Tuesday, May 22, 2018

Allgas Building and the Plough Inn

The Brisbane City Sketchers spent a wonder autumn morning in Stanley Street South Bank.  It was a morning filled with laughs good conversation, and stories..
Both sketches are   sketched in my handmade sketchbook 8"x7.5" Lamy pen and watercolour.

 Allgas Building
This building was erected in 1885 for the drapery and outfitting firm of Allan & Stark, and named Caledonian House Along with a number of prominent South Brisbane firms, Allan & Stark moved across the river to higher ground after the disastrous floods of 1893. Caledonian House was firstly leased to the Queensland National Bank in 1897 and the bank purchased the building in 1909
The South Brisbane Gas & Light Co leased a portion of the building in 1897, and remained there after the building was purchased by the bank. The building went through a series of different changes and was eventually bought by South Brisbane Gas & Light in 1967. This company became Allgas Energy in 1971.
Until just recently DM Jazz bar leased the building, and I have had a few nights in there sketching listening to jazz over a glass of red.  It is now Munich Biergarten.

See the Uni-cyclist above?
Artist John Underwood, made 175 fibreglass and wire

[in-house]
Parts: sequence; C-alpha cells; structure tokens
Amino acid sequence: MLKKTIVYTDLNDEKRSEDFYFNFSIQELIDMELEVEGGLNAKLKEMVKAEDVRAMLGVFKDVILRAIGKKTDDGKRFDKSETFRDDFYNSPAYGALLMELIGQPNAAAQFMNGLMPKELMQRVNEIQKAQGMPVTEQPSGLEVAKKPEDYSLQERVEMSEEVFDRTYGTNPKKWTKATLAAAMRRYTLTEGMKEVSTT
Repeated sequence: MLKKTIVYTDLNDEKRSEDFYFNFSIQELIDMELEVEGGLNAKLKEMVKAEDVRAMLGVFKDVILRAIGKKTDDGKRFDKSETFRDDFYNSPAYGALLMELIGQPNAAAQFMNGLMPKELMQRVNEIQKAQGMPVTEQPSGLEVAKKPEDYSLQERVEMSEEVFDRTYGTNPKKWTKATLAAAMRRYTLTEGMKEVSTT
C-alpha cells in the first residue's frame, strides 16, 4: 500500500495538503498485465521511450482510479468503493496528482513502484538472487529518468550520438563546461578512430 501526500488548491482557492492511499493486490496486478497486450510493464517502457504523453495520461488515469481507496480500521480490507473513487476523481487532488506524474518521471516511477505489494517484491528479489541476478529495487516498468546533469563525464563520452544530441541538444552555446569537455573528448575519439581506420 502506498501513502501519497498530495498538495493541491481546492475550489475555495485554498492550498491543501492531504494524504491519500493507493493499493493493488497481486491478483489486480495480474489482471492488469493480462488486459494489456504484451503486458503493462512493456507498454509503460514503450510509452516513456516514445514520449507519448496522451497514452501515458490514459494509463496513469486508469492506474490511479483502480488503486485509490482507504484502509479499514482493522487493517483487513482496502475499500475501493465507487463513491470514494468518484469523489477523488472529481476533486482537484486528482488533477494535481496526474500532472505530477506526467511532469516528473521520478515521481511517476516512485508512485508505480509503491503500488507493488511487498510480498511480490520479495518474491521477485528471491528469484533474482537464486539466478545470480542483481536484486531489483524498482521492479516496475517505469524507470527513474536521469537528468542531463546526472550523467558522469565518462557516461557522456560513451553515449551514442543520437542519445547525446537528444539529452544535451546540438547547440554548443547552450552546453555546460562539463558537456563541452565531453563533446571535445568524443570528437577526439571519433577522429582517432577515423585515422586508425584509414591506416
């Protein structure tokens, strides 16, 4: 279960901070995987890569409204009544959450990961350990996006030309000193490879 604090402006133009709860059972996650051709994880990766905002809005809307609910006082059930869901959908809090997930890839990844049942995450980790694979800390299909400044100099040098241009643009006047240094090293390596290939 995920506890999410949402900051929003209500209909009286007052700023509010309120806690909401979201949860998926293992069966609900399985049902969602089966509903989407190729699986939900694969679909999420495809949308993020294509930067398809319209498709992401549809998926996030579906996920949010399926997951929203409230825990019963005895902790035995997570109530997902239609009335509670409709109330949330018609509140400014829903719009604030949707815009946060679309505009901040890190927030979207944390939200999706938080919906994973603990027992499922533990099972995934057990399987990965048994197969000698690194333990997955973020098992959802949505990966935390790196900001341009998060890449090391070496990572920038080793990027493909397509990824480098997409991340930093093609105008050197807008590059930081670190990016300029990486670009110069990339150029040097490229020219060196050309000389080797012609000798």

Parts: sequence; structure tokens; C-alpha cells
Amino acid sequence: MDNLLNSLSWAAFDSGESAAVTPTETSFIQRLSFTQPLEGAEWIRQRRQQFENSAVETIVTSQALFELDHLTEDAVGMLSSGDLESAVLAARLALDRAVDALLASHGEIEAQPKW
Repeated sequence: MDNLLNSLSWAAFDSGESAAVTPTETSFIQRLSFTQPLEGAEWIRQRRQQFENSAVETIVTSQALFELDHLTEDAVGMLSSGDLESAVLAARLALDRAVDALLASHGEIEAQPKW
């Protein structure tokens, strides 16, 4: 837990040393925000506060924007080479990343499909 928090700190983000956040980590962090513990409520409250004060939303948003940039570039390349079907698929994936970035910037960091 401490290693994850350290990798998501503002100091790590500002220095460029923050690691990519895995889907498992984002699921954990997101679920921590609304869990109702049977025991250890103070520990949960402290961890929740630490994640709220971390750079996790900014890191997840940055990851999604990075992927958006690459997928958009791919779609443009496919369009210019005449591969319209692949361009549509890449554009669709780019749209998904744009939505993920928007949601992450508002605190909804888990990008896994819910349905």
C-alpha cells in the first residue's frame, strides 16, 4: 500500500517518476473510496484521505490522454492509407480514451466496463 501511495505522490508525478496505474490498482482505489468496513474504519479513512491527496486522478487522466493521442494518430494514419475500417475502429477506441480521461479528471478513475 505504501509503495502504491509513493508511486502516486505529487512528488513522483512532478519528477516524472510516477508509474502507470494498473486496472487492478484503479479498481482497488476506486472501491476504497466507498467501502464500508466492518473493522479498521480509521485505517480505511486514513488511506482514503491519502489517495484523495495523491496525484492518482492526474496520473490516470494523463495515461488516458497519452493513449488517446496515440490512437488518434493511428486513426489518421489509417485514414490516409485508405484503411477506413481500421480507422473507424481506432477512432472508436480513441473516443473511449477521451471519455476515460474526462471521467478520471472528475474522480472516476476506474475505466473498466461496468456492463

"Human factor" sculptures for Expo '88 
There are 3 that I know of left in the city, the others were repurposed or sold to international visitors.
 

Plough Inn is significant historically as a rare surviving remnant of the commercial and shipping heart of South Brisbane in the late 19th century. The place is important because of its aesthetic significance. The Plough Inn was built in 1864 by publican Daniel Costigan, an Irish Publican. It replaced a previous, less substantial structure on the site, which had functioned as the Plough Inn since 1864. The new building was erected during South Brisbane's heyday and was part of the 1880s boom-time reconstruction of Stanley Street premises.
There is a story....... The bottom half of the hotel was exactly that, the top floor was a red light area. The publican in the 1920's caught his wife supplementing their income, and throttled her on the top floor verandah, and threw her off onto the road below. her ghost remains, as does the ghost of a wee girl who was drowned in the cellars in the 1893 flood.  It has been said you can still hear the little girl calling for her mummy.
 


This photo of both the buildings was taken in 1987, a year before the clearing of the area for EXPO '88

Three of us made it to coffee

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